Using Houseplants to Create an Indoor Landscape
The world we live in is rapidly changing. There's no doubt that the way and where we live are changing faster than ever. More people are moving to urban environments, taking up residence in apartments or townhomes. Our town centers are covered with asphalt and concrete, leaving little space for grass and plants.
Since the dawn of time, man has had a relationship with all living things that call our planet home. Plants are a big part of our environment, and just because people are migrating to our urban centers doesn't mean we have to sever our relationship with the plant community. There have never been more options for indoor plants that thrive in apartments, townhomes, or other indoor living quarters.
As anyone who has studied interior design will tell you, indoor environments are far more hospitable and welcoming with the addition of plants. Whether you live in a tiny home with only small plants, or you live in a large, open apartment with room for larger plants like the Fiddle Leaf Fig, plants should be included in your "indoor landscape."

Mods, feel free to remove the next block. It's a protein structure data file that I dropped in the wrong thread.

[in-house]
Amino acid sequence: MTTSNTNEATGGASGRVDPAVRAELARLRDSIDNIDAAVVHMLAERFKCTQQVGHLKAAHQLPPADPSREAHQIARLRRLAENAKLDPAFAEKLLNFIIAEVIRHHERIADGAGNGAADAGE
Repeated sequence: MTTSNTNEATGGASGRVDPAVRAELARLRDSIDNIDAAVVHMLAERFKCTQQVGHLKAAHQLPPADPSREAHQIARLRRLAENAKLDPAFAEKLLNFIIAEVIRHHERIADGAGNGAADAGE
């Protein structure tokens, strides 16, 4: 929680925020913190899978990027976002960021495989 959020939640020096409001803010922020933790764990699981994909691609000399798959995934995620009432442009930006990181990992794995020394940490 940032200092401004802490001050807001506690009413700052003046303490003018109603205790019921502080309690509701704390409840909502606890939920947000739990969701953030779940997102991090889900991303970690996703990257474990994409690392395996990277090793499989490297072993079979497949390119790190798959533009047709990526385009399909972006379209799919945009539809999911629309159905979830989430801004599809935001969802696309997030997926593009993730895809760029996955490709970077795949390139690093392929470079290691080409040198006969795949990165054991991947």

A recent study published by the Journal of Physiological Anthropology found that we more than 85% of our lives indoors, and technological developments allow us to remain connected to technology during that time. The study showed that the stress-reducing effects of simply repotting a houseplant positively affected the subject's autonomic nervous system. It's a long article, and in the essence of time, it may be easiest to take my word for it.
Health Benefits of Houseplants
Many studies are done every year on the benefits of indoor plants, and much has been written about the studies, so we'll briefly touch on a few of the benefits.
- Improved Indoor Air Quality: Many materials that make up our homes can cause indoor air pollution. Cleaning products, paint, and manufactured materials release gases that degrade indoor air. Plants help solve this by absorbing toxins in their natural process of taking carbon dioxide from the air and producing oxygen.